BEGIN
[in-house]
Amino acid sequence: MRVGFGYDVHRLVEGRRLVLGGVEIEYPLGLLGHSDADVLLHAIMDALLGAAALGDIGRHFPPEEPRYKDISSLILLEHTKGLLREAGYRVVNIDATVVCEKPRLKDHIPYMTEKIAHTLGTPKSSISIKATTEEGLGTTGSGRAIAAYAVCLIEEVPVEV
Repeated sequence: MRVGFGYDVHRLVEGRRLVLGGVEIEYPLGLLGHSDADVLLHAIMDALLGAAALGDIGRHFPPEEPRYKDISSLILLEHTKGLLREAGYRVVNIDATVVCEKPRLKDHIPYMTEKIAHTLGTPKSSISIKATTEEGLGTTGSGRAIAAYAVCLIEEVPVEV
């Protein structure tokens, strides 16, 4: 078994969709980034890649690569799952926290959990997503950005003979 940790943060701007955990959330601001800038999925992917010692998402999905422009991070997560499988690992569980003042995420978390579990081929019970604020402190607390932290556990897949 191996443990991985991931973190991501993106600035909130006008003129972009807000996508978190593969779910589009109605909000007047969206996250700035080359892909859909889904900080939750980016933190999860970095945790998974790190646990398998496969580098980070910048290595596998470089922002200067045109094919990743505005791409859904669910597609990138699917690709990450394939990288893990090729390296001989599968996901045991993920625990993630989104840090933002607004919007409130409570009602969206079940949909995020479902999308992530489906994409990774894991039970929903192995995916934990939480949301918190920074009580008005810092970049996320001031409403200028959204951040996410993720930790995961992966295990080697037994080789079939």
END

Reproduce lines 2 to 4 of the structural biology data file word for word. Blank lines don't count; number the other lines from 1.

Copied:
Amino acid sequence: MRVGFGYDVHRLVEGRRLVLGGVEIEYPLGLLGHSDADVLLHAIMDALLGAAALGDIGRHFPPEEPRYKDISSLILLEHTKGLLREAGYRVVNIDATVVCEKPRLKDHIPYMTEKIAHTLGTPKSSISIKATTEEGLGTTGSGRAIAAYAVCLIEEVPVEV
Repeated sequence: MRVGFGYDVHRLVEGRRLVLGGVEIEYPLGLLGHSDADVLLHAIMDALLGAAALGDIGRHFPPEEPRYKDISSLILLEHTKGLLREAGYRVVNIDATVVCEKPRLKDHIPYMTEKIAHTLGTPKSSISIKATTEEGLGTTGSGRAIAAYAVCLIEEVPVEV
């Protein structure tokens, strides 16, 4: 078994969709980034890649690569799952926290959990997503950005003979 940790943060701007955990959330601001800038999925992917010692998402999905422009991070997560499988690992569980003042995420978390579990081929019970604020402190607390932290556990897949 191996443990991985991931973190991501993106600035909130006008003129972009807000996508978190593969779910589009109605909000007047969206996250700035080359892909859909889904900080939750980016933190999860970095945790998974790190646990398998496969580098980070910048290595596998470089922002200067045109094919990743505005791409859904669910597609990138699917690709990450394939990288893990090729390296001989599968996901045991993920625990993630989104840090933002607004919007409130409570009602969206079940949909995020479902999308992530489906994409990774894991039970929903192995995916934990939480949301918190920074009580008005810092970049996320001031409403200028959204951040996410993720930790995961992966295990080697037994080789079939």